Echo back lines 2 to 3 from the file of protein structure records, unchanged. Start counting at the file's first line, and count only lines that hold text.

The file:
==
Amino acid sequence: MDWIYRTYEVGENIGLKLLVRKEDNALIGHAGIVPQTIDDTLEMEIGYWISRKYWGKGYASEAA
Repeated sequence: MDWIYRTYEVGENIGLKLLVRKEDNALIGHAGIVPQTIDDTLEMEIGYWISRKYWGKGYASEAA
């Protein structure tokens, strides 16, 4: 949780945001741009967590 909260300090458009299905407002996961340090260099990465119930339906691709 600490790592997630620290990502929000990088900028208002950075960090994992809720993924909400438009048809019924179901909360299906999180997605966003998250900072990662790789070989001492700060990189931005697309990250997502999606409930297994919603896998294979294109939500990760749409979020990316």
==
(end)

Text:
Repeated sequence: MDWIYRTYEVGENIGLKLLVRKEDNALIGHAGIVPQTIDDTLEMEIGYWISRKYWGKGYASEAA
């Protein structure tokens, strides 16, 4: 949780945001741009967590 909260300090458009299905407002996961340090260099990465119930339906691709 600490790592997630620290990502929000990088900028208002950075960090994992809720993924909400438009048809019924179901909360299906999180997605966003998250900072990662790789070989001492700060990189931005697309990250997502999606409930297994919603896998294979294109939500990760749409979020990316």